Actually, its the opposite. Blocking calls are the default. The
non-blocking ones - or the ones that have a timeout - are, especially under
BIOS / DOS, the exception of the rule.

You might not directly notice a COM port blocking I/O effect, but thats most
likely either because most of todays UARTs have a (small) internal buffer,
or your C{something} function-library is buffering it for you (yes, your
C{something} programming environment might actually already carry an
interrupt-driven COM library).

But yes, there is a possibility that your C{something} based COM access will
(be configured to) return immediatily - regardless of if all the data has
been received or not. And that ofcourse means that you (again) need to
poll to get all the transmitted-to-you data ...

> And then finally moving on to the BBS - remembering
> that it is a cooperative BBS - the OS can be set to
> send the ctrl-c out the COM port as part of aborting
> the application.

:-) You *say* you're "moving on to the BBS", but directly mock those words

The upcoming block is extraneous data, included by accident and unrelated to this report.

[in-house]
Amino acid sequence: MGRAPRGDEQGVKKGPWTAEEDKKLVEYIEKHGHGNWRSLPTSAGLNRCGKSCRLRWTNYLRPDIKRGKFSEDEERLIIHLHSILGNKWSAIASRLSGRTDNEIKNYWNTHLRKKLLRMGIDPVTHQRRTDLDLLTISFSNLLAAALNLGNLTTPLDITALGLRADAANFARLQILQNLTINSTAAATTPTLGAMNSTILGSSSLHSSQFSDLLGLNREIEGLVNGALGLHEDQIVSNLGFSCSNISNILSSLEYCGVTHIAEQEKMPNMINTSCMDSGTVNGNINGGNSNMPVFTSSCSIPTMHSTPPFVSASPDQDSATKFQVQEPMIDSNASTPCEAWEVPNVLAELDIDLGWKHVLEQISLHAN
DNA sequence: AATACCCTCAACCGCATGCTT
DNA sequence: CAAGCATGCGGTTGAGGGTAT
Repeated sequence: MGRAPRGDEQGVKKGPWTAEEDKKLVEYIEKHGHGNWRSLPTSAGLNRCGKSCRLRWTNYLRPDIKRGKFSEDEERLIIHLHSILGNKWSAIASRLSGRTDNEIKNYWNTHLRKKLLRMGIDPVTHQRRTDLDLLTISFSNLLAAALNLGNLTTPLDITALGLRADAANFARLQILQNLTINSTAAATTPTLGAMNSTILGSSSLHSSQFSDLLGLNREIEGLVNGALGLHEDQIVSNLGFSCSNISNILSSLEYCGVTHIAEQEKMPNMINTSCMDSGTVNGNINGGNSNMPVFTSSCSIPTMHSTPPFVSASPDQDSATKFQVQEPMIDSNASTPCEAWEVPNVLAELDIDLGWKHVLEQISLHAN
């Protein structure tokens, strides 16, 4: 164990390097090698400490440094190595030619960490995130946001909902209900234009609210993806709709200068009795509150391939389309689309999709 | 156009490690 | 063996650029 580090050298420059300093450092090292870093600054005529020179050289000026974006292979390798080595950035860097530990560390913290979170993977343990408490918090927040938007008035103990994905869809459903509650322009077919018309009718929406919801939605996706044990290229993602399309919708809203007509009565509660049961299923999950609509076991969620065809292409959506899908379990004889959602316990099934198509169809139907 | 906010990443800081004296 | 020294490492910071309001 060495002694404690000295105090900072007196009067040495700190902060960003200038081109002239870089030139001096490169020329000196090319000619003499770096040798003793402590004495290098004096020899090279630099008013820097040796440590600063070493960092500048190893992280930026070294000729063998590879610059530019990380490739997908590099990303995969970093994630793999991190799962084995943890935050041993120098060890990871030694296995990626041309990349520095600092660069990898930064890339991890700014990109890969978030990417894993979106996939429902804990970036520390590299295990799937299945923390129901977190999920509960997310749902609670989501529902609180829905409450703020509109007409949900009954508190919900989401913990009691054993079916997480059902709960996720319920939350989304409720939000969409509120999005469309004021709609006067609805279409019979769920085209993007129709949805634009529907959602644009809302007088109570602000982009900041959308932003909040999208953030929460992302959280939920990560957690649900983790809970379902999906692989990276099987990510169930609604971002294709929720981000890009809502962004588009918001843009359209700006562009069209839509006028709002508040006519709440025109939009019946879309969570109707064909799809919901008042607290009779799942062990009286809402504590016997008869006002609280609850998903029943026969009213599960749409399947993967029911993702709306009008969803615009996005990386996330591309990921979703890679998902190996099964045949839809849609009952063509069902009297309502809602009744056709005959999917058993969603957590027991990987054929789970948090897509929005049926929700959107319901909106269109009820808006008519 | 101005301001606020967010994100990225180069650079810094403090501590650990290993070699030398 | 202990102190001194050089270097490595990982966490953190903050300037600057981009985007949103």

by only talking about something the OS your client is running on is supposed
to be doing.

Also, how would that OS know that there is a serial connection active, or
what exactly to say (and when!) to that BBS ?

No, you're fantasizing about OS capabilities I'm afraid. *You* have to
write it. Either as part of your client, or as part of your future OS.
I suggest you keep focussed on your client.

Regards,
Rudy Wieser

Re: MSDOS 3.2 COM ports

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Subject: Re: MSDOS 3.2 COM ports
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 by: muta...@gmail.com - Sun, 2 May 2021 09:14 UTC